The explosive growth of the MP3 format has prompted the development of portable, flash memory-based MP3 players. These specialized devices exhibit many qualities that make them more attractive than portable CD or tape players. First-generation players stored approximately one hour of digital music, ran on a single AA battery and, unlike CDs and tapes, do not skip when jostled. These devices also benefit from Moore's Law, gaining more capacity at a lower cost over time. It's worth noting that the first such devices on the market were not offered by industry giant Sony, but by upstarts including computer peripheral maker Diamond Multimedia. Diamond (now part of SonicBlue) sold over 200,000 portable MP3 players in the first 10 months after introduction.
Sony's hesitancy lay not in a lack of technical expertise or a blindness to the growing acceptance of a new music standard, but rather in an internal pressure created from the firm's business lines. Sony is vertically integrated, providing both consumer electronics hardware andas a record labelcontent. The digital distribution of MP3 files represented a channel that Sony Music did not wish to support due to piracy concerns and the potential adverse impact on recording sales. The Redbook file standard that compact discs are based on is over 20 years old, has a huge installed base, and offers no copy protection, enabling the widespread illegal distribution of music over the Internet. SonicBlue (like many other firms offering MP3 hardware) does not suffer similar pressures and so has been free to establish early leadership in this new, developing market. The market for portable MP3 players has grown steadily and now includes MP3 format CD players. Total sales topped 2.4 million units in 2000, yet CNET reported that as of early 2002, none of the most popular portable MP3 players were provided by Sony. SonicBlue held three of the top five spots and has licensed products to firms such as Nike, for use in the latter's MP3 player. While Sony has begun to respond to the seemingly unstoppable migration to new music formats, its early inaction has initially ceded standard-setting, partnerships, and market share leadership to others.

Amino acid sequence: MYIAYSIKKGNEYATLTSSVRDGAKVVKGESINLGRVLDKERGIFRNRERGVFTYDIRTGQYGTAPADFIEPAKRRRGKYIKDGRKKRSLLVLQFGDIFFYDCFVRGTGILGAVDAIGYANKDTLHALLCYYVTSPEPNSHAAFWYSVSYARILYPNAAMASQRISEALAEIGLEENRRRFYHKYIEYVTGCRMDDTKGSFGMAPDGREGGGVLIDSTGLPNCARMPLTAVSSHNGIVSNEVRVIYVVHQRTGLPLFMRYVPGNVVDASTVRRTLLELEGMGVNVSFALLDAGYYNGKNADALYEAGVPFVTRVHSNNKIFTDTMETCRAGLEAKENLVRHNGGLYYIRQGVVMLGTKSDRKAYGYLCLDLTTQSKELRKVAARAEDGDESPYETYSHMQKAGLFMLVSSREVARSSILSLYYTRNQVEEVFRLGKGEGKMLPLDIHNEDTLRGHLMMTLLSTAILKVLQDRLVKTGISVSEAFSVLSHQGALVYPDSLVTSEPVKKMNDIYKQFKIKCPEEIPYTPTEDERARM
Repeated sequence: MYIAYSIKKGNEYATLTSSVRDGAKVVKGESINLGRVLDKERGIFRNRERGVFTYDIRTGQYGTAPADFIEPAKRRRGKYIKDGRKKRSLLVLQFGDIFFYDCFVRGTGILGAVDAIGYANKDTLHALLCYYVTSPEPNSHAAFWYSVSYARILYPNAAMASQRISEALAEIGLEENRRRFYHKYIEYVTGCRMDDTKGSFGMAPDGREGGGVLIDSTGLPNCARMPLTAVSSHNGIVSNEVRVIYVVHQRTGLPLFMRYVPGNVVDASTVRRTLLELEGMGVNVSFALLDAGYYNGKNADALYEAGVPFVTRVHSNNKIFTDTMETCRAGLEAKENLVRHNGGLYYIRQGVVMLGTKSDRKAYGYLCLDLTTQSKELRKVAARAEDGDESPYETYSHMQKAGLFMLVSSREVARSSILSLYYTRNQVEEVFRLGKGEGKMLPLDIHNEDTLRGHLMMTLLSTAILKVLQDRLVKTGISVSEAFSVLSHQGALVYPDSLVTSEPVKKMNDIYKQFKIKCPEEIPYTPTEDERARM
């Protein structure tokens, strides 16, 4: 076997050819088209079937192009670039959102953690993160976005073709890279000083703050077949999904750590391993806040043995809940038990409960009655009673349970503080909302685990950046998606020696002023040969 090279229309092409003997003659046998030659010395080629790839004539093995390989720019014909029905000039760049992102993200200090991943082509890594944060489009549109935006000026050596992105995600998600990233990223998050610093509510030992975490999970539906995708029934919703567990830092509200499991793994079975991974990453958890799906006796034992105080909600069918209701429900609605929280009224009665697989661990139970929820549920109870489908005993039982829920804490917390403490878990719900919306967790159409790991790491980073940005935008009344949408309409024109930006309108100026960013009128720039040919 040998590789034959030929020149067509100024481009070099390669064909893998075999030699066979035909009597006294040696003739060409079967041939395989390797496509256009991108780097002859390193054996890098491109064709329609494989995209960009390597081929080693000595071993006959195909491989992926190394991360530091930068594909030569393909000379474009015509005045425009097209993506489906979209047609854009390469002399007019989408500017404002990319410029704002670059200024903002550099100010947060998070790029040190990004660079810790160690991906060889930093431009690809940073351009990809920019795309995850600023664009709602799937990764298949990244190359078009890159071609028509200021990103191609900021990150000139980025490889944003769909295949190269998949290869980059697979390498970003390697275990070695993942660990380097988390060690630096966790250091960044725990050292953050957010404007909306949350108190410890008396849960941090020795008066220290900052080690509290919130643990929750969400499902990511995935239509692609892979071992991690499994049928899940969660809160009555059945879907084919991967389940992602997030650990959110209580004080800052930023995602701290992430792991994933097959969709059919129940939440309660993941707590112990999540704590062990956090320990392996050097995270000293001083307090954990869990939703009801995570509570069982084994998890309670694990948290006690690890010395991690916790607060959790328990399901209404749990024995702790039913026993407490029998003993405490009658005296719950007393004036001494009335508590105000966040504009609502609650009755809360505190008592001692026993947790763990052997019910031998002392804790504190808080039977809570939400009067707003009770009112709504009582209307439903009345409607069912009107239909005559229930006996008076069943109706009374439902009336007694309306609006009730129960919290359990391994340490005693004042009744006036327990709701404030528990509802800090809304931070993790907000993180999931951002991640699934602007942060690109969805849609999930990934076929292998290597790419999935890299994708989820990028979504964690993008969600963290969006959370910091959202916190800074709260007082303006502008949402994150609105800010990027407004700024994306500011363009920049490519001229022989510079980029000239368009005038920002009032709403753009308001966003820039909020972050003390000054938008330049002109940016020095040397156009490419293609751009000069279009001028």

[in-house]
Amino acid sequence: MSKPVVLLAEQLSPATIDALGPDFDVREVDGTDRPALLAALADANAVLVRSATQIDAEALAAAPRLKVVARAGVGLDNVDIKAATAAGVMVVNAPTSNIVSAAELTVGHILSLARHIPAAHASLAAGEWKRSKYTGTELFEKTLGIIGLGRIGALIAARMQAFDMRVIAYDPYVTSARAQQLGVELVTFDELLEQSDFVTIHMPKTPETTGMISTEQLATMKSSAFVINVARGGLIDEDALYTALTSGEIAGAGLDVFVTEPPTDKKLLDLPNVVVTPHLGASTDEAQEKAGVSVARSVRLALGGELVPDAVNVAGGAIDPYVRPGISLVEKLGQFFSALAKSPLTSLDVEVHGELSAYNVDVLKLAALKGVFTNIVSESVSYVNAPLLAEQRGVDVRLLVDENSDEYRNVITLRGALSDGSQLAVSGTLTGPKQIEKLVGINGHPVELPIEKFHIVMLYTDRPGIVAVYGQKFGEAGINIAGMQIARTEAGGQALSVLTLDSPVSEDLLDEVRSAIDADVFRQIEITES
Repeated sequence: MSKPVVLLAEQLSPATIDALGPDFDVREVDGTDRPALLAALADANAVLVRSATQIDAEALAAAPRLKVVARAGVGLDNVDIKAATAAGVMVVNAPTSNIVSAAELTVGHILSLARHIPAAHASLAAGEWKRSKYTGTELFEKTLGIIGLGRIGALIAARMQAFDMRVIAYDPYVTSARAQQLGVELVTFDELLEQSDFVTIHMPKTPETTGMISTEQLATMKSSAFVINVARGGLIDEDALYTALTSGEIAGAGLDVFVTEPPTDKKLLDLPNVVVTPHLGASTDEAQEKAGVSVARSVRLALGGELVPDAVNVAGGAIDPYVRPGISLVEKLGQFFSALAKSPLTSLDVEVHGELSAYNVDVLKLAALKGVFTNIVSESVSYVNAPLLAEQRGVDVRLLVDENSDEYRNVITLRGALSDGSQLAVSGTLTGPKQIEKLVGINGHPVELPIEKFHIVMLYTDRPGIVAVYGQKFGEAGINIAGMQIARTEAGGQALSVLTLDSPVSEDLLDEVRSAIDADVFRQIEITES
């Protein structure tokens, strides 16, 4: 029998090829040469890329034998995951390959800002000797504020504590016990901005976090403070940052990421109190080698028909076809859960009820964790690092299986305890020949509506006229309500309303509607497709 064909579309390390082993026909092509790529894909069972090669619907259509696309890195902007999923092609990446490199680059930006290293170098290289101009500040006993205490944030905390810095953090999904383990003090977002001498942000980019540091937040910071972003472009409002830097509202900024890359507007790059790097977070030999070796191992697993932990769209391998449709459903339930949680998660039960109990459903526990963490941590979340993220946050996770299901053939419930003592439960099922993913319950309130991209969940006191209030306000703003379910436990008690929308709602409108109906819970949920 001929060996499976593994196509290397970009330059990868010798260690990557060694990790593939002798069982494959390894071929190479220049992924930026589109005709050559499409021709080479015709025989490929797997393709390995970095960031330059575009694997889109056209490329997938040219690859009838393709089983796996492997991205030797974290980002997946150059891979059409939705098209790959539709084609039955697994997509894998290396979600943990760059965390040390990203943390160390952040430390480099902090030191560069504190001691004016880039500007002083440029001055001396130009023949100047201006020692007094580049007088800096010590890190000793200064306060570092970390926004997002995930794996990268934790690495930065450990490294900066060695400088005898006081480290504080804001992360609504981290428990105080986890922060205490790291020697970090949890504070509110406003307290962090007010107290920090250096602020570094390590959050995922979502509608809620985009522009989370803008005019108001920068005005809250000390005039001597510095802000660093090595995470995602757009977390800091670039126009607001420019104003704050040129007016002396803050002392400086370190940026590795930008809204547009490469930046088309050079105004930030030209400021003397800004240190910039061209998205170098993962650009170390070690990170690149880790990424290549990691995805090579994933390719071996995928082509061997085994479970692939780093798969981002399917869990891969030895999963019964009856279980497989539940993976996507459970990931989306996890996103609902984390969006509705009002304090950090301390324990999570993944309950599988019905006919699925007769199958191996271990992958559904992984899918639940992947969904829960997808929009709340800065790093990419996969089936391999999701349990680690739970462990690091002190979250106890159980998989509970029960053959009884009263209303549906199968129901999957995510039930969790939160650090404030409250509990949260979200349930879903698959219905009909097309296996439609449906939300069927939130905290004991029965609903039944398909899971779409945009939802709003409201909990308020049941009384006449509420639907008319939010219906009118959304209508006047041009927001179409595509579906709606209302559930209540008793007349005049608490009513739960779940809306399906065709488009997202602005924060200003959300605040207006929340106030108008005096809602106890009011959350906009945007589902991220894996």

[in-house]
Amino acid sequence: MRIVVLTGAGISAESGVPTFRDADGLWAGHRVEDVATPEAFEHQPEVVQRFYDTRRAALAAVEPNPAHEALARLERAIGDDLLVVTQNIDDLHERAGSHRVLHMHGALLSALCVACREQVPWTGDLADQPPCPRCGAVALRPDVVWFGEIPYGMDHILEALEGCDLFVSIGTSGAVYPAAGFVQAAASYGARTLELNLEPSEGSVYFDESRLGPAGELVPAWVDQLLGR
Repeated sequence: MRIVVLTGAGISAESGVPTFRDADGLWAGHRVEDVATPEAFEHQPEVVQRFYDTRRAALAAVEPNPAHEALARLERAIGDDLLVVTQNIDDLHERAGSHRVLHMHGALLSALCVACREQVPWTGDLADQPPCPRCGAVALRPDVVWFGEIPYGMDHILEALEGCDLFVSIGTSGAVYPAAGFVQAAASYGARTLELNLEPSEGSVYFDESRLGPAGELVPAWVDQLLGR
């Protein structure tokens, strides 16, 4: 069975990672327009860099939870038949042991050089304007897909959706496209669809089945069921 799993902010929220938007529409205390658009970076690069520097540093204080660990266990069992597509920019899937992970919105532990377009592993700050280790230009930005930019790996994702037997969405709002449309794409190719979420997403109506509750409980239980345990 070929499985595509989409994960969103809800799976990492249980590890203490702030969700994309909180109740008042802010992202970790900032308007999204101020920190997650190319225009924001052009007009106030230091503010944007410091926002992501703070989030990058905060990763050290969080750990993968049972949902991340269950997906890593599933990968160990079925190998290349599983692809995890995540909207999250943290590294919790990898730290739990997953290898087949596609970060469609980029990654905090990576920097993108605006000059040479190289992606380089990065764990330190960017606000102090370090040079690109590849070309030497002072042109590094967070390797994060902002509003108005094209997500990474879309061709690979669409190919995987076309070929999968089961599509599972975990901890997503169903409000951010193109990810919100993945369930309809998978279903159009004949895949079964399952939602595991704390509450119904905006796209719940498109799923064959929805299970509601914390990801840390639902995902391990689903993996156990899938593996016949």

The constraint experienced by Compaq and Sony is typical of firms wedded to traditional channels that are undergoing a slow, but significant migration to new channels. The disruptions faced by these firms differ from those cited by Christensen because the ineffectiveness of response lies not in an inability to see the oncoming environmental change, but rather in the extent to which these firms are shackled to existing business models.
Shift to Auction Markets: Optimal Channel vs. Channel of Last Resort. The Internet's ability to bring together geographically diverse buyers and sellers has led to a rise in leveraging auction markets as distribution channels. However, the relative scarcity of items offered has a significant impact on motivating auction participants as well as in creating competitive advantage for the auction operator. These issues are illustrated by contrasting liquidation auctions with market efficiency auctions.